eager to put the social teaching of the Church into practice finds himself continually advocating the Living Wage, Without being able to define the Living Wage in terms of pounds, shillings and pence (for there are so many factors which directly or indirectly influence the value of a wage, and which affect almost every individual in a different way), he has nevertheless a shrewd idea of what is a living wage and what isn't.
It seems from the replies received so far to last week's questionnaire, that quite a number of people exist on what isn't.
In Middlesbrough an unemployed foundry worker draws £2 Is. each week from the Unemployment Assistance Board. On this he has to keep himself, his wife, and five children who are all under nine years of age. He has almost given up hope of getting work again. But if the miracle should happen, the chances are that he will earn very little more for a full week's work than he is getting at present. Previously his wages varied from 25s. up to £5 5s., the average being £2 5s.
£4 for a Bank Messenger A London bank messenger receives £4 a week. He is married and has four children. He rents a controlled house for 17s. 2d. a week. He feels that he is lucky to have found a house at such a cheap rent, and indeed he is. He gives an extraordinarily detailed budget showing how every penny he earns is spent by the time the next week's wages come round. Out of his overtime money he pays for such things as clothes and boots. . . " Although, I suppose, some would say I am well paid, with my family I have not a penny to spare; as a matter of fact, without a very good wife, who manages (God knows how) to provide us with food. I do not know where we should be." Fortunately he belongs to a pension scheme for which his firm deduct 4s. a week, so he has some small security to reassure him.
It is his experience that the cost of living has gone up. " A year and a half ago we found it much easier to live, quite frankly it is now costing me another 7s. 6d. a week."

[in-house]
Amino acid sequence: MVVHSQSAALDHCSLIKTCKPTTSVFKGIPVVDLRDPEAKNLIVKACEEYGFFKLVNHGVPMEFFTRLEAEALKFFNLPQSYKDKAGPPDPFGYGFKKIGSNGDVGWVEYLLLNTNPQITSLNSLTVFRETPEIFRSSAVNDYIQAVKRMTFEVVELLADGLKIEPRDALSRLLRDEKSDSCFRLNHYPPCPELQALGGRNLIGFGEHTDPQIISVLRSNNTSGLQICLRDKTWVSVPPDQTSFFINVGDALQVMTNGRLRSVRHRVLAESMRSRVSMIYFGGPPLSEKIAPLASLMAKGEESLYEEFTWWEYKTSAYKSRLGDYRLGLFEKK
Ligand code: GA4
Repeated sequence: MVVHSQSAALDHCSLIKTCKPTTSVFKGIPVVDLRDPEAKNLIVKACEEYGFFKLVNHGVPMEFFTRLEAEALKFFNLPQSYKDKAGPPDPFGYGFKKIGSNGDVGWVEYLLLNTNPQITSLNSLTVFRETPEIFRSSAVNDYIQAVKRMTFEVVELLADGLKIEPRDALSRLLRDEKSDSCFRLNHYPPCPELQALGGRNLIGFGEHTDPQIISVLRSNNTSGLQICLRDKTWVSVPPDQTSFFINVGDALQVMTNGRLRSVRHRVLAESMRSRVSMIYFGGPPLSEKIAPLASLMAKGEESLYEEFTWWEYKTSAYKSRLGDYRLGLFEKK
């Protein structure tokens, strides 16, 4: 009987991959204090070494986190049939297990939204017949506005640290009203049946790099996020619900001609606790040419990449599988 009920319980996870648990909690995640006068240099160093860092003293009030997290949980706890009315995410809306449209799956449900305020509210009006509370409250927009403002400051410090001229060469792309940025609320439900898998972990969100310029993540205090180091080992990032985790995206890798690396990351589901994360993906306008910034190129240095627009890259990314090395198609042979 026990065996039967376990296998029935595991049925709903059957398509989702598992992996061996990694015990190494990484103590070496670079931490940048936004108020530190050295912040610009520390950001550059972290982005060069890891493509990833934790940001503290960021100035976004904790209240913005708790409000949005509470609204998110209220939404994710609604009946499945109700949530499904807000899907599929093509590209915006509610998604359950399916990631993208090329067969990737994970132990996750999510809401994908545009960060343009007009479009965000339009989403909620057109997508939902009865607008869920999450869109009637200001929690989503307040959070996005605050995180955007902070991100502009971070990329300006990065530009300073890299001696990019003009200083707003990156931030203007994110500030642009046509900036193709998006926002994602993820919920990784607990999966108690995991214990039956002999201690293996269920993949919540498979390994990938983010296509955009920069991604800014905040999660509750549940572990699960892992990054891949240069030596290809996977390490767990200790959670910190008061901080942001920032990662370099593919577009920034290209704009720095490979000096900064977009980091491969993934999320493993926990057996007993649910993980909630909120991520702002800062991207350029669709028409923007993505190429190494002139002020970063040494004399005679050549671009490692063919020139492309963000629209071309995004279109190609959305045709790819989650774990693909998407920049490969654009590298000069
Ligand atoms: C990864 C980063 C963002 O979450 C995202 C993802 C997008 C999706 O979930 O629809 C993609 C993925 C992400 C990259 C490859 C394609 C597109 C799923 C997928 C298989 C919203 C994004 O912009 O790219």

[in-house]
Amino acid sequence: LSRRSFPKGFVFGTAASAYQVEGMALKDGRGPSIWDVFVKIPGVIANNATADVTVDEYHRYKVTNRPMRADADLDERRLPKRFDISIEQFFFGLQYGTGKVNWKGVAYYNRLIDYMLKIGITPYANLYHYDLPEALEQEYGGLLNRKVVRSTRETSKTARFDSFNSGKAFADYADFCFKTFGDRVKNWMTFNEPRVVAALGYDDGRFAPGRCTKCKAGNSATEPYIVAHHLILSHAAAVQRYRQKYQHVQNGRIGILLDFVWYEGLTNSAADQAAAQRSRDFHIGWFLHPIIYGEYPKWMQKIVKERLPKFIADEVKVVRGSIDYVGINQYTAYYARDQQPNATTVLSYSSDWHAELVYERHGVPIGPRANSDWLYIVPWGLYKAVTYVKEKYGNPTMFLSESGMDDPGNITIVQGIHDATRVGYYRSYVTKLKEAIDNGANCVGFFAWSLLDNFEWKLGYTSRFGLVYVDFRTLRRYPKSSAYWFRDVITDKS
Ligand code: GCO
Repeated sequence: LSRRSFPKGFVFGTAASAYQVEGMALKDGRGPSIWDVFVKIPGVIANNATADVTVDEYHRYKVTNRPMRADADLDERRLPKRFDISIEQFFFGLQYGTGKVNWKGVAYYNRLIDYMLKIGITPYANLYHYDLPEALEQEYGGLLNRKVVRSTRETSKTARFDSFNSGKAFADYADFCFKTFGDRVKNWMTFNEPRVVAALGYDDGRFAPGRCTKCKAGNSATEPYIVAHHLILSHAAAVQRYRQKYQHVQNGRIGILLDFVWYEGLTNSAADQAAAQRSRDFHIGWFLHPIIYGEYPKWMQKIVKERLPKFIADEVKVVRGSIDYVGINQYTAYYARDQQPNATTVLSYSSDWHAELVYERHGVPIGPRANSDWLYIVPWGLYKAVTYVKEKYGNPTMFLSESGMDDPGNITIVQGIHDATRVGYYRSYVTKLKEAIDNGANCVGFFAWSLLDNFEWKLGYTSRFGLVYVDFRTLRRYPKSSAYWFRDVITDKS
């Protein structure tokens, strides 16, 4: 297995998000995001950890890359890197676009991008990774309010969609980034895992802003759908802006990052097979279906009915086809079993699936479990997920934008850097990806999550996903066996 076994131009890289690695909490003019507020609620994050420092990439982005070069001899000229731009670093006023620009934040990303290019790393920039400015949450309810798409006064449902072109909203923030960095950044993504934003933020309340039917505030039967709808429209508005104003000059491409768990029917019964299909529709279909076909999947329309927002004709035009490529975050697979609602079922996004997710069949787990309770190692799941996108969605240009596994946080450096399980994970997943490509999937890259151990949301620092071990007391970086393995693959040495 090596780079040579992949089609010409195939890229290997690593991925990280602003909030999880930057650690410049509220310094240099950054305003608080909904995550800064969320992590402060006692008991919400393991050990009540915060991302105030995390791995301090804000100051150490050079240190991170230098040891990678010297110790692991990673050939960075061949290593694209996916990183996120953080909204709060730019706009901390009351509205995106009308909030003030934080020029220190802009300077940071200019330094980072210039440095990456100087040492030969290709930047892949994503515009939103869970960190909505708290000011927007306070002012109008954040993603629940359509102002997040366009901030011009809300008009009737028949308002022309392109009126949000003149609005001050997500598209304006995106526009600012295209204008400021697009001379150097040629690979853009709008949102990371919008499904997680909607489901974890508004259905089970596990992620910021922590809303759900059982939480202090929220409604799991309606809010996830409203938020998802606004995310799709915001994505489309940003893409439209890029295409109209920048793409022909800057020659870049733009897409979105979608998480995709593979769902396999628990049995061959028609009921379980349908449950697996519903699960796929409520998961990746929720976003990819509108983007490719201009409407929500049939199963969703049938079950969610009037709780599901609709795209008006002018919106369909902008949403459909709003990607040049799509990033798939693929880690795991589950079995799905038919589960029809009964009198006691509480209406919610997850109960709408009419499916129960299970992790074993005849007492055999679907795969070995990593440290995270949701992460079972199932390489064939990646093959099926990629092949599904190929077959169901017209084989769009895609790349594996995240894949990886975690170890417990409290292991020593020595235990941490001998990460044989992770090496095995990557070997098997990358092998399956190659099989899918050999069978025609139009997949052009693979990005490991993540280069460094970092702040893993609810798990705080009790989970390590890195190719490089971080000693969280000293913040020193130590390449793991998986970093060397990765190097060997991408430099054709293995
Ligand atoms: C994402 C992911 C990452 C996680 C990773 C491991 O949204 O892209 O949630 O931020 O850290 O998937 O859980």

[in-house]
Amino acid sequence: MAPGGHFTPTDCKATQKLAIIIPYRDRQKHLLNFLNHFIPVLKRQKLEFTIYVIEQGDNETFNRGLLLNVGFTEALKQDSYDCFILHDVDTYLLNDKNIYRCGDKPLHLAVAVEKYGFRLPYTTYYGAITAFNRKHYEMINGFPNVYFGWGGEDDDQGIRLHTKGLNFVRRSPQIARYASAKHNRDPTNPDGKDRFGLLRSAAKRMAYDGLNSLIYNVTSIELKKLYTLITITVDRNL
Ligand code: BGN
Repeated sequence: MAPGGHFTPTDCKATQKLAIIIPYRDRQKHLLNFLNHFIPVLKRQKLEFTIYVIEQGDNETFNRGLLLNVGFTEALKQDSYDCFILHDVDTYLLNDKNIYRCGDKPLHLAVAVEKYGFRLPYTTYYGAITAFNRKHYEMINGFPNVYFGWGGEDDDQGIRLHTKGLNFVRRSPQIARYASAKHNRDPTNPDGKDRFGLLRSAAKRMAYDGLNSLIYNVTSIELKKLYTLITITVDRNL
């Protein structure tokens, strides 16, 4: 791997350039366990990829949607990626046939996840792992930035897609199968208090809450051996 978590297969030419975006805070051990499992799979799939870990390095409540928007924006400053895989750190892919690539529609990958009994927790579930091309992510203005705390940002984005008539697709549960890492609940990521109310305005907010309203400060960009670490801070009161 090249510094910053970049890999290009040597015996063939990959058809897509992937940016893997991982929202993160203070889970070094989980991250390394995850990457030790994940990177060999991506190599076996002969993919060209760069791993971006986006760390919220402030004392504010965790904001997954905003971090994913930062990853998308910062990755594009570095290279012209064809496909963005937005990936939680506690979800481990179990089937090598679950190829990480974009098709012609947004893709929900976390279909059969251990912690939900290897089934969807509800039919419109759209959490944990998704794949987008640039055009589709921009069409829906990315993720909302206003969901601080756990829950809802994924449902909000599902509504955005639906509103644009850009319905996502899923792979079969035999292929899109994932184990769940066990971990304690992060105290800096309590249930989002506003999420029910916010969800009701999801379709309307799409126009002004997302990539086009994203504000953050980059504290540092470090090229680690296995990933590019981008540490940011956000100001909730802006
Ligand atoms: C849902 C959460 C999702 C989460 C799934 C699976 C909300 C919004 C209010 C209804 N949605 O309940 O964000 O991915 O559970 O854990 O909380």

Plenty of Experience A man from Glasgow had some most interesting facts about wages. At present he is a houseman earning £2 a week, this is an increase -in 18 months of 27s, 6d. Previously he had been an ice-cream vendor at 10s. a week, plus commission. He worked a seven-day week, and each day from 9 a.m. till 10 p.m. He had also beer a milkman working from 5.30 a.m. till 4 p.m. for £1 a week and commission which usually brought it up to 25s.; and a hotel waiter at 15s. with tips which made up his wage to 30s. or 35s. a week. For this wage he had to work from 6 a.m. till he was finished often at 11 or 12 o'clock at night. He always had to swallow his meals in the shortest possible time. He had no free Sundays, no half-days, and no time off.
£3 a Week for Family of Seven
Is the £3 a week for the worker in a Midland chemical factory, who has a wife and five children, a living wage? • Nor the 35s. a week of the Lancashire weaver, who has a wife and a child to keep. Nor the £2 10s. audit clerk, who has been with his firm at Lowestoft for 15 years, ever since he left school. True he is not married, but what sort of chance has he of getting married on 50s. a week?